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Chances are that your child will experience at least one visit to the emergency room. With changes to insurance coverage beginning this year, it's important to know when to visit the emergency room, and when to seek other options. An emergency visit may be expensive, time consuming and unnecessary.
The Emergency Room (ER) is the hospital department responsible for providing initial treatment to patients with a wide range of illnesses and injuries, some of which may be life-threatening and require immediate attention.
"The ER is a very expensive entity," says Zahid Sheikh, M.D., Henry Ford Health System Associate Medical Director, Acute Care Walk-In Clinics. In 2011, one in five people on average reported visiting the emergency department at least once in the past year, according to the Centers for Disease Control (CDC). Reported use was higher for children under 6 years of age at 24 percent, or one in four children, and slightly lower for children ages 6-17, with 16 percent reporting at least one visit in the prior year.
Unfortunately, not all visits to the ER are true emergencies. In 2009–2010, 10 percent of all visits by children and 8 percent of all visits by adults were classified as non-urgent.
Dr. Sheikh wants parents to know that there are other, less costly, yet highly effective, ways to receive medical care. For example, he points out that parents might use a same-day appointment with a primary care physician. The co-pay for urgent care or a visit to your physician's office is considerably less than the average $100 co-pay charged by insurance companies for an emergency room visit.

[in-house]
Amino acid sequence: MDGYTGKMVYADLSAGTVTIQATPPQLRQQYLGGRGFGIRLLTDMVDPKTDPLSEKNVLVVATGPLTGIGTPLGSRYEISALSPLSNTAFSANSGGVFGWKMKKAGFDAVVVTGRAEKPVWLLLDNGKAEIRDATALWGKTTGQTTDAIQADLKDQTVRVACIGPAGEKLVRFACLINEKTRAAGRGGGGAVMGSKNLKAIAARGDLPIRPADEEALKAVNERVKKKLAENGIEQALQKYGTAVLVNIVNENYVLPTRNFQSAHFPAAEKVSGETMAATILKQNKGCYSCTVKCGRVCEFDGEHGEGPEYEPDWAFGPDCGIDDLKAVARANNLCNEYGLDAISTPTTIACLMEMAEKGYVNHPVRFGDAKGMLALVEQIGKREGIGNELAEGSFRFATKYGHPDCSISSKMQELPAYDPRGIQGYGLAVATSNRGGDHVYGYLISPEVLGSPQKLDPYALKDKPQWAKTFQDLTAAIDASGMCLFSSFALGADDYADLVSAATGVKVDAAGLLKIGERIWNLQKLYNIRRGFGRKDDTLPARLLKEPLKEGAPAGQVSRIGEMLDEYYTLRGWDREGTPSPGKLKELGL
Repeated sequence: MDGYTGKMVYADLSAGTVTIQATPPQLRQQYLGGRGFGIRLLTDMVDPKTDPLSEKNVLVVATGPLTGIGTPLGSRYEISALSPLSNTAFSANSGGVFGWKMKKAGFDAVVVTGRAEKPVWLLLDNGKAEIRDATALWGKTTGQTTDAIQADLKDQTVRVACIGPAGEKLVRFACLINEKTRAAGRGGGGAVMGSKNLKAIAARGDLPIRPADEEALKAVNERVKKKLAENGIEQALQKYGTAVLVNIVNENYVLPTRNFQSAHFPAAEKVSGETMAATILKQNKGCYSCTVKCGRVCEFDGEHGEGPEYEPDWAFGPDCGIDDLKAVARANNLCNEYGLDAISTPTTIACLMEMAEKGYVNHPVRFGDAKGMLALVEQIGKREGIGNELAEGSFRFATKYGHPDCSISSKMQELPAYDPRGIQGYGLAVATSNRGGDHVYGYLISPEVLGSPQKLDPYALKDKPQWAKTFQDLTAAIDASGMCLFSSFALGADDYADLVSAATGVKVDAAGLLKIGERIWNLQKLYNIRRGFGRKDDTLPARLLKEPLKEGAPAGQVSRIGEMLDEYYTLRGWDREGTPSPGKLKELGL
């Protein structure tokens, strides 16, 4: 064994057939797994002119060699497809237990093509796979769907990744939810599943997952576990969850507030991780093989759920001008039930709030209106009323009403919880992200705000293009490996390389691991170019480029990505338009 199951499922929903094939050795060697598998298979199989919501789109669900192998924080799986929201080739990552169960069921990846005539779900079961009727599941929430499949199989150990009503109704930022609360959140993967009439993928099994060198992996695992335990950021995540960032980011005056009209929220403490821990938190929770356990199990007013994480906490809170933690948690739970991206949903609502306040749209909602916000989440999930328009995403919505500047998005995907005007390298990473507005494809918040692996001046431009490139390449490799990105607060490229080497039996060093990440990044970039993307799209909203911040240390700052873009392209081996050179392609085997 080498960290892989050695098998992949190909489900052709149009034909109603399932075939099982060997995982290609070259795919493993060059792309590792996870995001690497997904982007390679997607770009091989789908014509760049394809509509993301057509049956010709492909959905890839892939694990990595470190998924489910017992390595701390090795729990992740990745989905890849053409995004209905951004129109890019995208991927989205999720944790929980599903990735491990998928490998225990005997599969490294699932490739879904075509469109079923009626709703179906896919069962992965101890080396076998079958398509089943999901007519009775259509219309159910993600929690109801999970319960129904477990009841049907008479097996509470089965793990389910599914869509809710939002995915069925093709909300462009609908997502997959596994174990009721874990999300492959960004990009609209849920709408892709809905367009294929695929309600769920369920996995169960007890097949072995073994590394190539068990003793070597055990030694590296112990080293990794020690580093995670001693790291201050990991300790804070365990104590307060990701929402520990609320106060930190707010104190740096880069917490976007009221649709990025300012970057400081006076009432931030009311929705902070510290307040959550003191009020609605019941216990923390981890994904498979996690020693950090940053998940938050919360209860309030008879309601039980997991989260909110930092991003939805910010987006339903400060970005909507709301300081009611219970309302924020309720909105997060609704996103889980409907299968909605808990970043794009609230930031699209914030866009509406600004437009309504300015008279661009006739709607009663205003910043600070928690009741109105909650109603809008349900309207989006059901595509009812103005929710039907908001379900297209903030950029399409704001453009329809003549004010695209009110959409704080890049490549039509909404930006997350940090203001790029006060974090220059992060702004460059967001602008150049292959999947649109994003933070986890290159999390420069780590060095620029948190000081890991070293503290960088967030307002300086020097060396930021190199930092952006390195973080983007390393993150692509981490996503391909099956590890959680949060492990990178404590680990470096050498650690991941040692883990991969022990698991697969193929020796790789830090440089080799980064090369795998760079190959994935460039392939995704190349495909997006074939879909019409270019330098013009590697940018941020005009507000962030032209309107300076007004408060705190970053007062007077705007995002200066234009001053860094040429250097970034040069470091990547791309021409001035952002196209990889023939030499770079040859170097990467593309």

Researchers have identified several non-emergency conditions including minor infections, strains, some fractures, and minor cuts that can be safely treated in settings other than the ER. Emergency room services are not appropriate for 1) conditions that have been present for a number of days and have not suddenly worsened, and 2) conditions that are neither life-threatening nor permanently damaging.
Walk-in clinics are one smart choice for seeing a health professional quickly instead of going to the ER.
"Physicians can accommodate patients in acute care settings and avoid an unnecessary ER visit," Dr. Sheikh says. He hopes that more doctors will educate their patients on how and when to use walk-in clinics instead of visiting the ER. Colds, sprains and mild cuts are easily treated in walk-in settings. "Of course, we would send more complex cases to the Emergency Room," he says.
Dr. Sheikh adds that Henry Ford also has a Nurse On-Call program, where parents can seek advice from experienced nurses by telephone. These nurses provide expert advice on managing a sick child and make recommendations for appropriate visits to the emergency room. Nurses consult with doctors and use established protocols when advising parents. "The nurse can give advice and let parents know what symptoms can wait until morning or whether to go to the ER," he says. "The idea is to take care of the patient, and not send them off to a crowded ER in the middle of the night."
A trip to the ER is necessary for severe symptoms, which occur suddenly and unexpectedly. The ER is the best place for immediate treatment of serious, life threatening conditions, such as severe broken bones, uncontrolled bleeding, large cuts, serious burns, poisoning, loss of consciousness, extreme difficulty breathing, and high fever in infants less than 6 months of age.
Dr. Sheikh adds that a high fever in small children can often produce seizures. He notes that any child having a first time seizure should be taken to the ER.
To reach Henry Ford's Nurse On-Call or to make an appointment with a Henry Ford doctor, call 800-HENRYFORD (800-436-7936). Log on to henryford.com/howtogetcare for various care options.